|Publication number||US4275874 A|
|Application number||US 06/013,558|
|Publication date||Jun 30, 1981|
|Filing date||Feb 21, 1979|
|Priority date||Feb 21, 1979|
|Also published as||CA1142972A, CA1142972A1|
|Publication number||013558, 06013558, US 4275874 A, US 4275874A, US-A-4275874, US4275874 A, US4275874A|
|Inventors||John A. DiBlasio|
|Original Assignee||Brandt-Pra, Inc.|
|Export Citation||BiBTeX, EndNote, RefMan|
|Patent Citations (5), Referenced by (173), Classifications (14), Legal Events (2)|
|External Links: USPTO, USPTO Assignment, Espacenet|
The present invention relates to currency and document handling and counting devices and more particularly to a device of the above type having a novel stacker arrangement.
Currency and document handling and counting apparatus find wide-spread use such as, for example, in banks and other commercial as well as industrial establishments and in institutions wherein it is desired to count large stacks of sheets which may include, for example, coupons, bank checks, paper currency and the like. It is important to provide apparatus capable of accurately counting and stacking such sheets at high rates of speed, which sheets may be accurately counted even in light of the fact that they may be slightly or severely mutilated or creased.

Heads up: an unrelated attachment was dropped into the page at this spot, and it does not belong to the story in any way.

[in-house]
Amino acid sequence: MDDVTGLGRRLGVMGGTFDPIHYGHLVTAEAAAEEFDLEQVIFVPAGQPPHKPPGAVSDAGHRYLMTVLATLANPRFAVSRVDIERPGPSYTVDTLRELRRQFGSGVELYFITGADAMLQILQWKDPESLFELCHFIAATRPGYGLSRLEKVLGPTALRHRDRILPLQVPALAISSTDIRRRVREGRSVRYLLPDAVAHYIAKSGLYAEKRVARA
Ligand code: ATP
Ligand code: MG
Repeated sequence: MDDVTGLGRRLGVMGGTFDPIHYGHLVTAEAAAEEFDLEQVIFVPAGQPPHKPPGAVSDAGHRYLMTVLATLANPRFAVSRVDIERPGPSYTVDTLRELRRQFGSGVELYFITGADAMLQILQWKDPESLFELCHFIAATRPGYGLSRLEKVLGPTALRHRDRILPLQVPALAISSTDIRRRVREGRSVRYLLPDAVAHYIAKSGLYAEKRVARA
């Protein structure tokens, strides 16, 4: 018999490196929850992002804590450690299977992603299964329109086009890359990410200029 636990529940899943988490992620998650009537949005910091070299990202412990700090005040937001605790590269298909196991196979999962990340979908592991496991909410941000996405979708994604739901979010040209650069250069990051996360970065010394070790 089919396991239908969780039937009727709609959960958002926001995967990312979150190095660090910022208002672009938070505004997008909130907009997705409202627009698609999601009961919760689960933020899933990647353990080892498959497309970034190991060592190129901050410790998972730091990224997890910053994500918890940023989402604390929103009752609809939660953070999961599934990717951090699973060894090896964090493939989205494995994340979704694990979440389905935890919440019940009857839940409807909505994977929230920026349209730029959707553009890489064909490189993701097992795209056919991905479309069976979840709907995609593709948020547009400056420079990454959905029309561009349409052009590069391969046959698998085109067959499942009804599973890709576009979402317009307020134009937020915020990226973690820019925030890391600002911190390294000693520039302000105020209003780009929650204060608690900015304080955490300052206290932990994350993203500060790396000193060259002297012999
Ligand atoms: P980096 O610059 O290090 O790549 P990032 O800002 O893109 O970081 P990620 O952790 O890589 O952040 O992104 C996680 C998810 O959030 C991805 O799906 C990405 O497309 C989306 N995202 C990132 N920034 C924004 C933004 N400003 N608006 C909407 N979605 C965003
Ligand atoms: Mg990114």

It is also important to provide apparatus capable of performing functions beyond counting such as endorsing and/or cancelling documents such as checks, coupons and/or capable of examining paper currency for authenticity.
Apparatus presently available for accomplishing these objectives are described, for example, in the following U.S. patents:
U.S. Pat. No. 3,771,783 issued Nov. 13, 1973 discloses document handling and counting apparatus for receiving a stack of sheets, separating, counting and restacking said documents, and employing an outfeed stacker arranged in that the documents delivered thereto are further removed from the operator than the infeed stacker;
U.S. Pat. No. 3,912,255 issued Oct. 14, 1975 teaches document handling and counting apparatus substantially similar to that disclosed in the above-mentioned U.S. Pat. No. 3,771,783 and in which the outfeed stacker is modified to incorporate rotating fan-like wheel assemblies adapted to receive documents from cooperating acceleration means and deliver and stack the documents upon a swingable stacker plate, said documents being delivered to a stacker plate occupying an interior position within the apparatus which is further removed from the operator than the most conveniently located infeed stacker; and